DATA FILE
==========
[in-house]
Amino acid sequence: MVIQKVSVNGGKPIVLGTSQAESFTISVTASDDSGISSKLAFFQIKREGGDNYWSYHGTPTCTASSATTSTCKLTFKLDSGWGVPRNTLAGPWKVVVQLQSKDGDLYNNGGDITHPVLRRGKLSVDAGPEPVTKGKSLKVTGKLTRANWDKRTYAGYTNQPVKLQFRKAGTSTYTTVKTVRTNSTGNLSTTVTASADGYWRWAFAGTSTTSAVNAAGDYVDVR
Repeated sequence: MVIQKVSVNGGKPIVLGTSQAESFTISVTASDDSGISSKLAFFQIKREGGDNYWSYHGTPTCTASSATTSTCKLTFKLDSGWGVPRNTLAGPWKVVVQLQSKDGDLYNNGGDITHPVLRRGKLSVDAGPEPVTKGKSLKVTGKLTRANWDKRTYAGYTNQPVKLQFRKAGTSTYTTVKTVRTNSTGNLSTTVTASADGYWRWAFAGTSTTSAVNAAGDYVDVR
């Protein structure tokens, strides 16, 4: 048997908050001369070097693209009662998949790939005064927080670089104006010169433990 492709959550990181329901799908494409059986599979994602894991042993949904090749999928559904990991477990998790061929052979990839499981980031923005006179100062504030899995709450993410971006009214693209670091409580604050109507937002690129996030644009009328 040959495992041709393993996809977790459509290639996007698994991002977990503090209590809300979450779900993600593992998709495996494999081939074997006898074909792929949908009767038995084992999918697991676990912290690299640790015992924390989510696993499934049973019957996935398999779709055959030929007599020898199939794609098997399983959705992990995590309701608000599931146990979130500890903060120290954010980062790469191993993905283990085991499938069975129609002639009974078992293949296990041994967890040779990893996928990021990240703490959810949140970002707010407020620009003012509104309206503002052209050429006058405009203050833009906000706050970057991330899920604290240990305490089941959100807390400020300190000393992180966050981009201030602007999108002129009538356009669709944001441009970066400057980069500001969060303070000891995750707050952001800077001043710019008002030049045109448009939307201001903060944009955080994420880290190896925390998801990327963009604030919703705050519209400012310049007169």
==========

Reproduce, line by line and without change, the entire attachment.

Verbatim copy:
[in-house]
Amino acid sequence: MVIQKVSVNGGKPIVLGTSQAESFTISVTASDDSGISSKLAFFQIKREGGDNYWSYHGTPTCTASSATTSTCKLTFKLDSGWGVPRNTLAGPWKVVVQLQSKDGDLYNNGGDITHPVLRRGKLSVDAGPEPVTKGKSLKVTGKLTRANWDKRTYAGYTNQPVKLQFRKAGTSTYTTVKTVRTNSTGNLSTTVTASADGYWRWAFAGTSTTSAVNAAGDYVDVR
Repeated sequence: MVIQKVSVNGGKPIVLGTSQAESFTISVTASDDSGISSKLAFFQIKREGGDNYWSYHGTPTCTASSATTSTCKLTFKLDSGWGVPRNTLAGPWKVVVQLQSKDGDLYNNGGDITHPVLRRGKLSVDAGPEPVTKGKSLKVTGKLTRANWDKRTYAGYTNQPVKLQFRKAGTSTYTTVKTVRTNSTGNLSTTVTASADGYWRWAFAGTSTTSAVNAAGDYVDVR
């Protein structure tokens, strides 16, 4: 048997908050001369070097693209009662998949790939005064927080670089104006010169433990 492709959550990181329901799908494409059986599979994602894991042993949904090749999928559904990991477990998790061929052979990839499981980031923005006179100062504030899995709450993410971006009214693209670091409580604050109507937002690129996030644009009328 040959495992041709393993996809977790459509290639996007698994991002977990503090209590809300979450779900993600593992998709495996494999081939074997006898074909792929949908009767038995084992999918697991676990912290690299640790015992924390989510696993499934049973019957996935398999779709055959030929007599020898199939794609098997399983959705992990995590309701608000599931146990979130500890903060120290954010980062790469191993993905283990085991499938069975129609002639009974078992293949296990041994967890040779990893996928990021990240703490959810949140970002707010407020620009003012509104309206503002052209050429006058405009203050833009906000706050970057991330899920604290240990305490089941959100807390400020300190000393992180966050981009201030602007999108002129009538356009669709944001441009970066400057980069500001969060303070000891995750707050952001800077001043710019008002030049045109448009939307201001903060944009955080994420880290190896925390998801990327963009604030919703705050519209400012310049007169």